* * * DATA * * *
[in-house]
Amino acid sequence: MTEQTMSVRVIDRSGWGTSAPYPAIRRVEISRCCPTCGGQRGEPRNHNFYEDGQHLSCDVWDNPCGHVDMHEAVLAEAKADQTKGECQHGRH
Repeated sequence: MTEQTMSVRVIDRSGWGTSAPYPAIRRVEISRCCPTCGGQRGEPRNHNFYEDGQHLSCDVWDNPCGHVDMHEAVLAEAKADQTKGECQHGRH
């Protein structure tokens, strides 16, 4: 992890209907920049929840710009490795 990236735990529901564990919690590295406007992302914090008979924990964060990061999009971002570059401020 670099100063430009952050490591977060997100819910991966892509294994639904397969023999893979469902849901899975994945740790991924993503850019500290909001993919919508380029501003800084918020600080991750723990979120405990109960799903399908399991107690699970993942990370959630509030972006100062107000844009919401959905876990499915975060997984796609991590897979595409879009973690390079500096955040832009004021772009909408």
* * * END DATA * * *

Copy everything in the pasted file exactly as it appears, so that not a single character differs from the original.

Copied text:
[in-house]
Amino acid sequence: MTEQTMSVRVIDRSGWGTSAPYPAIRRVEISRCCPTCGGQRGEPRNHNFYEDGQHLSCDVWDNPCGHVDMHEAVLAEAKADQTKGECQHGRH
Repeated sequence: MTEQTMSVRVIDRSGWGTSAPYPAIRRVEISRCCPTCGGQRGEPRNHNFYEDGQHLSCDVWDNPCGHVDMHEAVLAEAKADQTKGECQHGRH
């Protein structure tokens, strides 16, 4: 992890209907920049929840710009490795 990236735990529901564990919690590295406007992302914090008979924990964060990061999009971002570059401020 670099100063430009952050490591977060997100819910991966892509294994639904397969023999893979469902849901899975994945740790991924993503850019500290909001993919919508380029501003800084918020600080991750723990979120405990109960799903399908399991107690699970993942990370959630509030972006100062107000844009919401959905876990499915975060997984796609991590897979595409879009973690390079500096955040832009004021772009909408």